10. I received the Legends Cowboy Rifle when it first came out. The first thing I did was order more cartridges because I knew I would loose some. I also have the Colt and I appreciate that the two guns use the same cartridge. I also have the Schofield revolver that uses a slightly different cartridge. I have been using Dust Devils in all three and have had no problems whatsoever.
    I shoot CAS and use these 3 guns in .45 Colt for matches. (Although the rifle is a 1873). I wish there was a double shotgun in CO2 that used some sort of shell for realism. I shoot the BB guns in my garage or back yard prior to a match and save a trip to the range for practice.
    I can see CAS matches in the future just for BB guns. This would be just the ticket for youth matches.
    The Legends rifle is a blast to shoot! I love the replicas and have the M1 Carbine on order.

  11. BB
    Do you have any idea what was done to up the power to increase the FPS ?

    Noticed that the rear sight has a single Philips head screw holding it in place. Is it possible to loosen it up and tweak the rear sight left or right to get a little windage adjustment out of it ? Seems to be some play available in that round mount.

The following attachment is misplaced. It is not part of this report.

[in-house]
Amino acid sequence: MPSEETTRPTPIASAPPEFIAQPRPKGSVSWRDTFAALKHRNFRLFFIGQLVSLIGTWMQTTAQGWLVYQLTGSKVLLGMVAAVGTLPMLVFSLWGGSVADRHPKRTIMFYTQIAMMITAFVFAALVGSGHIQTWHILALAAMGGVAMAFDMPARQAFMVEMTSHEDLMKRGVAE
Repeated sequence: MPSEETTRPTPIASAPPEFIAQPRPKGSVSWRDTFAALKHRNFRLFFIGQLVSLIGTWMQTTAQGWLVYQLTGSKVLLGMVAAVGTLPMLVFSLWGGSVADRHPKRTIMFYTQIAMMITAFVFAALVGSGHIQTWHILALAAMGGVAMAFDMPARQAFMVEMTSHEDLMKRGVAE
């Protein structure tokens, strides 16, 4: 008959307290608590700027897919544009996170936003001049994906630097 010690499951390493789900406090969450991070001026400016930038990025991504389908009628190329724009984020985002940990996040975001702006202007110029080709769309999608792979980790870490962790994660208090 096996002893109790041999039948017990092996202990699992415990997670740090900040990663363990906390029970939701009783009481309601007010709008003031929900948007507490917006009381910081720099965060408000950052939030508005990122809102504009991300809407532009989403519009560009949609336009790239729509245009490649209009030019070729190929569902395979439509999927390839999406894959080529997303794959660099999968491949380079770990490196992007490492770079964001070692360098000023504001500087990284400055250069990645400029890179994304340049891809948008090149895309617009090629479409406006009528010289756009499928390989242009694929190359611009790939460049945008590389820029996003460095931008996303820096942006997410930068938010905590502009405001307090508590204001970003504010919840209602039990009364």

Just found a good pic and it sure looks like it is mounted in a chamfered slot to permit a little swing left and right for windage adjustment. OK perhaps not a true windage adjustment but a sight centering adjustment.
    Bob M

      • B.B.

        My Cowboy Lever Action didn’t need any windage adjustment or point of aim adjustment. However, as I look at the shape of the rear sight, I wonder if the rear sights unique shape has a “built-in” windage adjustment.

        The shape of the rear sight looks like you could possibly line up the front sight with either of the outside edges of the semi-buckhorn. I’ve tried to visualize the effect of aiming with the edges of the semi-buckhorn and am thinking that doing so would create significant shot elevation problems that can’t be corrected using the rear sights elevation adjustment.